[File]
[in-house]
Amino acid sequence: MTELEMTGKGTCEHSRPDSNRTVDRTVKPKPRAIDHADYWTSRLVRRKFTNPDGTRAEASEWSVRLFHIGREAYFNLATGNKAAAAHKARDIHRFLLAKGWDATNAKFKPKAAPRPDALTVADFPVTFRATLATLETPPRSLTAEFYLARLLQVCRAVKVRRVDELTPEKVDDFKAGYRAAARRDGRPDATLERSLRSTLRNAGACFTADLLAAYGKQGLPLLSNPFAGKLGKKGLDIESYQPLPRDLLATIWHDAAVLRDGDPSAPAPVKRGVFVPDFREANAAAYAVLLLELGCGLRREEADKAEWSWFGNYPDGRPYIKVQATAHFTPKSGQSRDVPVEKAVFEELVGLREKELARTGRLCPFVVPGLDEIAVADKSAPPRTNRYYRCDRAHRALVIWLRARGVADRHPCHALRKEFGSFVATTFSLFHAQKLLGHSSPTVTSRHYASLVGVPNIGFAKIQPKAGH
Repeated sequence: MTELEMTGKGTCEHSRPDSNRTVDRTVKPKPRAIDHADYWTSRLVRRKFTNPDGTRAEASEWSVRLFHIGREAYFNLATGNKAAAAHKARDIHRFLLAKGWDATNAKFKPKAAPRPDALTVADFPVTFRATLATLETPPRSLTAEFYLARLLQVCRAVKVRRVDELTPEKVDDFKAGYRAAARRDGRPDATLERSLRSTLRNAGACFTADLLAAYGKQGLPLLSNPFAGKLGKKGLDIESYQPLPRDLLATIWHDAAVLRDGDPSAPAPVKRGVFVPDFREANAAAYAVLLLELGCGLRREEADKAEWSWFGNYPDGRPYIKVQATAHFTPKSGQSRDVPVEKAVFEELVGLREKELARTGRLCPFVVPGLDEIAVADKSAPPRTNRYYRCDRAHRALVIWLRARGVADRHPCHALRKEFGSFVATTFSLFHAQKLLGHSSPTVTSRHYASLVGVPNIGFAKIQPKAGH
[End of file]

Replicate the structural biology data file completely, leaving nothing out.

[in-house]
Amino acid sequence: MTELEMTGKGTCEHSRPDSNRTVDRTVKPKPRAIDHADYWTSRLVRRKFTNPDGTRAEASEWSVRLFHIGREAYFNLATGNKAAAAHKARDIHRFLLAKGWDATNAKFKPKAAPRPDALTVADFPVTFRATLATLETPPRSLTAEFYLARLLQVCRAVKVRRVDELTPEKVDDFKAGYRAAARRDGRPDATLERSLRSTLRNAGACFTADLLAAYGKQGLPLLSNPFAGKLGKKGLDIESYQPLPRDLLATIWHDAAVLRDGDPSAPAPVKRGVFVPDFREANAAAYAVLLLELGCGLRREEADKAEWSWFGNYPDGRPYIKVQATAHFTPKSGQSRDVPVEKAVFEELVGLREKELARTGRLCPFVVPGLDEIAVADKSAPPRTNRYYRCDRAHRALVIWLRARGVADRHPCHALRKEFGSFVATTFSLFHAQKLLGHSSPTVTSRHYASLVGVPNIGFAKIQPKAGH
Repeated sequence: MTELEMTGKGTCEHSRPDSNRTVDRTVKPKPRAIDHADYWTSRLVRRKFTNPDGTRAEASEWSVRLFHIGREAYFNLATGNKAAAAHKARDIHRFLLAKGWDATNAKFKPKAAPRPDALTVADFPVTFRATLATLETPPRSLTAEFYLARLLQVCRAVKVRRVDELTPEKVDDFKAGYRAAARRDGRPDATLERSLRSTLRNAGACFTADLLAAYGKQGLPLLSNPFAGKLGKKGLDIESYQPLPRDLLATIWHDAAVLRDGDPSAPAPVKRGVFVPDFREANAAAYAVLLLELGCGLRREEADKAEWSWFGNYPDGRPYIKVQATAHFTPKSGQSRDVPVEKAVFEELVGLREKELARTGRLCPFVVPGLDEIAVADKSAPPRTNRYYRCDRAHRALVIWLRARGVADRHPCHALRKEFGSFVATTFSLFHAQKLLGHSSPTVTSRHYASLVGVPNIGFAKIQPKAGH